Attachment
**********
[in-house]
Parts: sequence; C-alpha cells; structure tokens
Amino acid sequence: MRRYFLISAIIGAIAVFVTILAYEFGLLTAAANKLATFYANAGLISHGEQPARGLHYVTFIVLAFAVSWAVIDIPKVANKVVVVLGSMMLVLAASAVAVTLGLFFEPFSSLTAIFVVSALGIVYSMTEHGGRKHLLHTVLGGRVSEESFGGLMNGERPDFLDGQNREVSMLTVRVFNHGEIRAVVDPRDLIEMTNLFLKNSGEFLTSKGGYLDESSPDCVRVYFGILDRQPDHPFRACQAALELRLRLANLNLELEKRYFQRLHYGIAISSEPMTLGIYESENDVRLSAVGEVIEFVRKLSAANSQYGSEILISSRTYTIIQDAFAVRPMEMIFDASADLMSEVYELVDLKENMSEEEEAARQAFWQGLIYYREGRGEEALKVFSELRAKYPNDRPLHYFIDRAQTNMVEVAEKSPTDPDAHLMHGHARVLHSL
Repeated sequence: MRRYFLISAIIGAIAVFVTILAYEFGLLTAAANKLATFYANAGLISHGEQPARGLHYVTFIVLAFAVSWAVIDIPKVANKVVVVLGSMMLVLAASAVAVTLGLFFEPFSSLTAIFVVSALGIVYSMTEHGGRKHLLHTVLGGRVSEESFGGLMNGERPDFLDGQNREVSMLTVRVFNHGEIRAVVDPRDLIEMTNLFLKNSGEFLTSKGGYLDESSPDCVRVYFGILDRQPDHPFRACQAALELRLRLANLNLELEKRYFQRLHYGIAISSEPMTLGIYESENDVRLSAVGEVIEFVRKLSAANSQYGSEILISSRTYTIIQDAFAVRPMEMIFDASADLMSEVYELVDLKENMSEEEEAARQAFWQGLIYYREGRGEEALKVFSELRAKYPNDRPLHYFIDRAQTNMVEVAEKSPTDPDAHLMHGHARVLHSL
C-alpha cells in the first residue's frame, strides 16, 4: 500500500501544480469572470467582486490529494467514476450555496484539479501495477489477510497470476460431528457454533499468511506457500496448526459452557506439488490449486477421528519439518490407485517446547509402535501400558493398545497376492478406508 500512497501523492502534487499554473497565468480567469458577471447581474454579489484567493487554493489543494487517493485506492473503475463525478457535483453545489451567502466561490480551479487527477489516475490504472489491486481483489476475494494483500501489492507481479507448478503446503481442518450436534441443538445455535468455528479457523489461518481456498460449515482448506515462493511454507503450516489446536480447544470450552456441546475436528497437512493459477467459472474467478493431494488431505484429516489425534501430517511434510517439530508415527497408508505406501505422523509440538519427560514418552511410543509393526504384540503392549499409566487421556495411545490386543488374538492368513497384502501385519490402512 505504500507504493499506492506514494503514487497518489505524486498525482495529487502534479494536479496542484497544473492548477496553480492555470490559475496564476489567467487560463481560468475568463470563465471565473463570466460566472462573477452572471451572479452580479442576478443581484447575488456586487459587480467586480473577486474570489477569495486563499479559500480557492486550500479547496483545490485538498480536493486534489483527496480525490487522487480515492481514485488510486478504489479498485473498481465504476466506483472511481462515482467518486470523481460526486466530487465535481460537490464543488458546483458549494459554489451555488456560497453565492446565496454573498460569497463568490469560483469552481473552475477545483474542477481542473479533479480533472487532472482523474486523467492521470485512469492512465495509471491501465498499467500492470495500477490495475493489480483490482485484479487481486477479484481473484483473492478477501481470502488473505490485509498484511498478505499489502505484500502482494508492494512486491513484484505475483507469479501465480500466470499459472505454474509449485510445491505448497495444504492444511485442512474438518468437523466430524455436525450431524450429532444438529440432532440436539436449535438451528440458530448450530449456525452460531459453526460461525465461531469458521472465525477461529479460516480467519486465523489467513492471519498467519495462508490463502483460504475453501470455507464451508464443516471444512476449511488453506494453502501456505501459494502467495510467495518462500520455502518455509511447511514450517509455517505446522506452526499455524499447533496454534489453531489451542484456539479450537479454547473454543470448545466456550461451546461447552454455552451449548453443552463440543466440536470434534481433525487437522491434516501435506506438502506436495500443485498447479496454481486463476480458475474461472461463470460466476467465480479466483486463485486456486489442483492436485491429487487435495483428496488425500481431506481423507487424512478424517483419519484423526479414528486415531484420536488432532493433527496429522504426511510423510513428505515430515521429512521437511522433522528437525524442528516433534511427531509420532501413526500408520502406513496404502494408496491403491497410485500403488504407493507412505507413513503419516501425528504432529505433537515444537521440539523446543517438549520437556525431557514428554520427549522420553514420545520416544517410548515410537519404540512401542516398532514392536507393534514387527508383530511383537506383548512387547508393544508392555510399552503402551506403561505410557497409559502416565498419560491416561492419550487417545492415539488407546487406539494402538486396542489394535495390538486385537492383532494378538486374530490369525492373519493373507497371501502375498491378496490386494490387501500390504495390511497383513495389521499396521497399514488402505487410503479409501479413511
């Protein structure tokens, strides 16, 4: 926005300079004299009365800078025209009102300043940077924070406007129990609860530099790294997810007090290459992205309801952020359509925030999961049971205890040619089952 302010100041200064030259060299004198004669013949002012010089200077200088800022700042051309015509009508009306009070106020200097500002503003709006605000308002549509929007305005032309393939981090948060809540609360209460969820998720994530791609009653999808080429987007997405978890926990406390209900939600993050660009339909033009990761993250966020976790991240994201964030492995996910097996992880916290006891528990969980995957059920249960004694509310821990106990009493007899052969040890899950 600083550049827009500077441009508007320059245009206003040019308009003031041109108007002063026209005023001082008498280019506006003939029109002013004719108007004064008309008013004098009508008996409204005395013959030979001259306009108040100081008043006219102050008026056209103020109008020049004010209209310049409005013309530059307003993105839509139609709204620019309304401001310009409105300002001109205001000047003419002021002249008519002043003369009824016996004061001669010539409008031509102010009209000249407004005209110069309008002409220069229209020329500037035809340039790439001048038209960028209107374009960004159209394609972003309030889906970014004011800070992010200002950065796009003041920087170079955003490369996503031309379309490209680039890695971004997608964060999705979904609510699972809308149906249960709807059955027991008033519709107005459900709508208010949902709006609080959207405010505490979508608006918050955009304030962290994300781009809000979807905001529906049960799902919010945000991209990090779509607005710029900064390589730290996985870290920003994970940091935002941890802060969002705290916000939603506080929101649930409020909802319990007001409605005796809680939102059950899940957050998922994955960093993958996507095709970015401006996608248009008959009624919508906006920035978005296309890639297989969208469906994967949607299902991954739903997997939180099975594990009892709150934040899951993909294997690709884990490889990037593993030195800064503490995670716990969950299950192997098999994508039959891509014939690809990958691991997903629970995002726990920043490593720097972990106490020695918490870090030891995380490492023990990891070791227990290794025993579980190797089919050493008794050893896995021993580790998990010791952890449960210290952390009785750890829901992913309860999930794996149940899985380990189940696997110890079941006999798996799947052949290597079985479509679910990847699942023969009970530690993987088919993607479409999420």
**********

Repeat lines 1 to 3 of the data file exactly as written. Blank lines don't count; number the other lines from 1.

[in-house]
Parts: sequence; C-alpha cells; structure tokens
Amino acid sequence: MRRYFLISAIIGAIAVFVTILAYEFGLLTAAANKLATFYANAGLISHGEQPARGLHYVTFIVLAFAVSWAVIDIPKVANKVVVVLGSMMLVLAASAVAVTLGLFFEPFSSLTAIFVVSALGIVYSMTEHGGRKHLLHTVLGGRVSEESFGGLMNGERPDFLDGQNREVSMLTVRVFNHGEIRAVVDPRDLIEMTNLFLKNSGEFLTSKGGYLDESSPDCVRVYFGILDRQPDHPFRACQAALELRLRLANLNLELEKRYFQRLHYGIAISSEPMTLGIYESENDVRLSAVGEVIEFVRKLSAANSQYGSEILISSRTYTIIQDAFAVRPMEMIFDASADLMSEVYELVDLKENMSEEEEAARQAFWQGLIYYREGRGEEALKVFSELRAKYPNDRPLHYFIDRAQTNMVEVAEKSPTDPDAHLMHGHARVLHSL